“You have to pull people off whatever they’re doing to inform employees about what they can do and when they can come in,” said Stan Collender, a budget expert at Qorvis communications. “You have to prepare to change the Web sites with new information about what to do during the shutdowns. You have additional security costs for the buildings because you have to lock them up so no one can get in. You have additional maintenance costs in terms of heating and cooling. And let’s say you’re a supplier who is supposed to deliver parts to the government on October 2. What do you do?”

The irony, Collender added, is that “Republicans who are so big on uncertainty and government efficiency would never think it’s prudent to ask a business to operate the way they’re asking government to operate. Can you imagine a business telling employees, ‘We might shut down and keep an eye out for an e-mail telling you whether to report next week’?”

Which gets to a final cost that none of these analyses are considering: the cumulative toll these bouts of brinkmanship are taking on consumer and business confidence.

During the last government shutdown debate, Gallup’s Economic Confidence Index tumbled 24 points. It rebounded after the deal was reached, but then fell 30 points during the debt-ceiling debate. And Gallup wasn’t alone in that finding.

During the summer’s debt-ceiling debate, the consumer confidence numbers gathered by Reuters and the University of Michigan plummeted. In an effort to figure out what was going on, Goldman Sachs tried to plug the data into a model that looked at the index’s historical relationship to the jobless rate, the change in the rate, real average hourly earnings, the S&P 500-stock index, home prices and consumer lending measures. They found that the economic factors explained “only about half” of the drop. Then they tried the same exercise with data gathered from the periods in 1995 and 1996 when the federal government was shut down. Again, consumer confidence “posted poorer readings than economic data alone would have suggested.”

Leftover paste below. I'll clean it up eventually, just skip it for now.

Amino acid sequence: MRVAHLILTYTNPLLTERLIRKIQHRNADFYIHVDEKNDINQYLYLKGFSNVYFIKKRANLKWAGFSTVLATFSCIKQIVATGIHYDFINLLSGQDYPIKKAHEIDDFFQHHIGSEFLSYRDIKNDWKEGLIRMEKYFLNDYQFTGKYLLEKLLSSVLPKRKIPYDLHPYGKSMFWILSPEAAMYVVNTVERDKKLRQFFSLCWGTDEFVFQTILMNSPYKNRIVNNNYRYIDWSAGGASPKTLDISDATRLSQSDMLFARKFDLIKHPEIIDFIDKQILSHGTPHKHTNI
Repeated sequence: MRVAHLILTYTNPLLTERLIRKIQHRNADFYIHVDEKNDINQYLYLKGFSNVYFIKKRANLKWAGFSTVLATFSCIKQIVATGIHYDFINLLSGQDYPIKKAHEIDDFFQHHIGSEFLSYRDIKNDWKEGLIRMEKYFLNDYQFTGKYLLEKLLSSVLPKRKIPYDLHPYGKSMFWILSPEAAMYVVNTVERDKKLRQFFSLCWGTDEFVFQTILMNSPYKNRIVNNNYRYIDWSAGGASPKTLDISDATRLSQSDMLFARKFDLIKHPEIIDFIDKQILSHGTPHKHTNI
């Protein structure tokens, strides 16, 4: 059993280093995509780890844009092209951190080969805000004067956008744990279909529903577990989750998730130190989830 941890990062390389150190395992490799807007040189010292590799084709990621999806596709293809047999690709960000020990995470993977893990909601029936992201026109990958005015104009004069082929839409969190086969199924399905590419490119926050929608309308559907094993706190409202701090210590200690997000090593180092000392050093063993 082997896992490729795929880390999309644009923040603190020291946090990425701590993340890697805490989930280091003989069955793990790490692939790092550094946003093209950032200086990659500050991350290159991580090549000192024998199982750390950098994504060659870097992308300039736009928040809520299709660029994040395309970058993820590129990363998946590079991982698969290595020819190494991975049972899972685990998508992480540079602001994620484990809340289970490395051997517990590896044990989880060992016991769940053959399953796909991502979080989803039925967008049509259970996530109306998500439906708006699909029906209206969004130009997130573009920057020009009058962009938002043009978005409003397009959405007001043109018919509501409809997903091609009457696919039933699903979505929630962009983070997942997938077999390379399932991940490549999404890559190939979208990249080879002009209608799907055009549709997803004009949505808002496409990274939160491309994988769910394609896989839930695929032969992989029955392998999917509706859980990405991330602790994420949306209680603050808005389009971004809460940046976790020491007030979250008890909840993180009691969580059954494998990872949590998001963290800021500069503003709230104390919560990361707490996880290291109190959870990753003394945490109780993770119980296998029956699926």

Any economist will tell you that part of the reason consumers and businesses aren’t spending, and thus the economy isn’t recovering, is that they’re scared. They’re scared that the economy will crater again, that the euro zone will fall apart, that Bank of America will go down, that we’ll dip back into recession. And Washington is scaring them further. At a time when our politicians might be called upon to solve extraordinarily difficult problems, they can’t even be trusted to pay the bills.

Republicans won the 2010 midterm elections in part on a promise to end the uncertainty that government was injecting into the marketplace. In fact, they have introduced a whole new form of uncertainty by latching on to a legislative strategy that seeks leverage by risking crisis. The effects are plain. Gallup’s annual government survey was released this week, and only 19 percent of Americans said they are satisfied with the way the country is being run. That’s the lowest reading in the poll’s 30-year history. As one fed-up senator told me last week, simply keeping the lights on amounts to success in today’s Congress.